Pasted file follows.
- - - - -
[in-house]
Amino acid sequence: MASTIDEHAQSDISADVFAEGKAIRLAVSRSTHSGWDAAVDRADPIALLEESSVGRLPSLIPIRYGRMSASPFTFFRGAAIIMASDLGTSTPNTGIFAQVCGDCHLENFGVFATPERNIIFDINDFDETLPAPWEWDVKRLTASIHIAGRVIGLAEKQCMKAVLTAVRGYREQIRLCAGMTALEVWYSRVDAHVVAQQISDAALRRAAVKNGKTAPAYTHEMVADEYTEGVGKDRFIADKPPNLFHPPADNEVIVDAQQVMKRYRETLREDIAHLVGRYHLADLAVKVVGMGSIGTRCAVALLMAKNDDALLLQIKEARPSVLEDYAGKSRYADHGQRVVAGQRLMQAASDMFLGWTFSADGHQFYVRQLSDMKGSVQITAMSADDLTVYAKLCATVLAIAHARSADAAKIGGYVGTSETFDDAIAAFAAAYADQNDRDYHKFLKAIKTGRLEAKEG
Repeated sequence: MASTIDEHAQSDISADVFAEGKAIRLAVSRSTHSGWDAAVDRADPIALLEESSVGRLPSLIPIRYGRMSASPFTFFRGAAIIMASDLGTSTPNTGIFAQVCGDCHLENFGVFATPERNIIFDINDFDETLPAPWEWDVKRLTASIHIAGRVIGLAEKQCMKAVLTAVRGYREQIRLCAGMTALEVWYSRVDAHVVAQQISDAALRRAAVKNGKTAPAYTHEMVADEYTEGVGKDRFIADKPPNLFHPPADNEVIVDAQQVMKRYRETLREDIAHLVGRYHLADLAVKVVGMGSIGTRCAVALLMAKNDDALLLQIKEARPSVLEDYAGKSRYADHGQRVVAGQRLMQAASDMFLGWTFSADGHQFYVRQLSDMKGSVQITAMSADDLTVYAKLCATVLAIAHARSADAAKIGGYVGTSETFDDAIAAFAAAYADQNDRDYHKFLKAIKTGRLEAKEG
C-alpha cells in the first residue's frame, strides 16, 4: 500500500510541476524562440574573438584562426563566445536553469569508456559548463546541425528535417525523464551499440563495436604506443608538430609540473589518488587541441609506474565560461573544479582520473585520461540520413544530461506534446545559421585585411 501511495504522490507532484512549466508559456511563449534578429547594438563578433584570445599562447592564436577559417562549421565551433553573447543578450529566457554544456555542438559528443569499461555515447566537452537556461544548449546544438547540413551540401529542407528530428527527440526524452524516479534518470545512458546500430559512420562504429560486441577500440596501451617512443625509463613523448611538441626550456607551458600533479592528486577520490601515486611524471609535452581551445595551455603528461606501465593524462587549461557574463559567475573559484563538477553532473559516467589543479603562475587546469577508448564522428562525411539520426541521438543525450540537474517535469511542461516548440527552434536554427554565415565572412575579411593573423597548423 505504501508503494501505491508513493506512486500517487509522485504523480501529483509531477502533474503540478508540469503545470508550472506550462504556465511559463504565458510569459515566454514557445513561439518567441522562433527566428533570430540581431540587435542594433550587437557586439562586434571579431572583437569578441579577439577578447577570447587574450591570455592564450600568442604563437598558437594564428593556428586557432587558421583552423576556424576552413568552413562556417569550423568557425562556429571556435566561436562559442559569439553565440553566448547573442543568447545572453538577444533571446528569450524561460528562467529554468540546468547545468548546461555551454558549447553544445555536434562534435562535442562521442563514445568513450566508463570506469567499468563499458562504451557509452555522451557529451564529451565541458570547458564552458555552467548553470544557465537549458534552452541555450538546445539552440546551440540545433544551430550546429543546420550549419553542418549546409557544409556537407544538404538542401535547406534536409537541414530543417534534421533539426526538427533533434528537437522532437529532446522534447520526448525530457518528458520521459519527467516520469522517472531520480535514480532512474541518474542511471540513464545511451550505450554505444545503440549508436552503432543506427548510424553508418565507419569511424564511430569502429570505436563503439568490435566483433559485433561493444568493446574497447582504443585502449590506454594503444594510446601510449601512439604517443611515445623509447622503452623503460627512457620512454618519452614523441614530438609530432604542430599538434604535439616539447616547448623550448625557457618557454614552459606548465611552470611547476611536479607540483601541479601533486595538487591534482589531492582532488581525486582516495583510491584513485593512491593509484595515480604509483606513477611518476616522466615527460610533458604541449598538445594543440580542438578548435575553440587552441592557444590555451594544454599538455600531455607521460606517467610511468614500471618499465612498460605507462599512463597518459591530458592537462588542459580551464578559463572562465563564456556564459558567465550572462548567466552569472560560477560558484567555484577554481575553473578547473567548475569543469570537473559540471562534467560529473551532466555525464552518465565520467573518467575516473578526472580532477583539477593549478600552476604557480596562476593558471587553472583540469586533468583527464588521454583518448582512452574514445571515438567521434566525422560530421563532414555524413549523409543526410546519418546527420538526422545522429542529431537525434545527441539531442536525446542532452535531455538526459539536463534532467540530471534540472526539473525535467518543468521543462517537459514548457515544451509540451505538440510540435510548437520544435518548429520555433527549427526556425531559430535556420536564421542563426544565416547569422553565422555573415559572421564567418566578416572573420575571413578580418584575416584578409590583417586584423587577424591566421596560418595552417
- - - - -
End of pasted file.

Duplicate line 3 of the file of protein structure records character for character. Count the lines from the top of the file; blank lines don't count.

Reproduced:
Repeated sequence: MASTIDEHAQSDISADVFAEGKAIRLAVSRSTHSGWDAAVDRADPIALLEESSVGRLPSLIPIRYGRMSASPFTFFRGAAIIMASDLGTSTPNTGIFAQVCGDCHLENFGVFATPERNIIFDINDFDETLPAPWEWDVKRLTASIHIAGRVIGLAEKQCMKAVLTAVRGYREQIRLCAGMTALEVWYSRVDAHVVAQQISDAALRRAAVKNGKTAPAYTHEMVADEYTEGVGKDRFIADKPPNLFHPPADNEVIVDAQQVMKRYRETLREDIAHLVGRYHLADLAVKVVGMGSIGTRCAVALLMAKNDDALLLQIKEARPSVLEDYAGKSRYADHGQRVVAGQRLMQAASDMFLGWTFSADGHQFYVRQLSDMKGSVQITAMSADDLTVYAKLCATVLAIAHARSADAAKIGGYVGTSETFDDAIAAFAAAYADQNDRDYHKFLKAIKTGRLEAKEG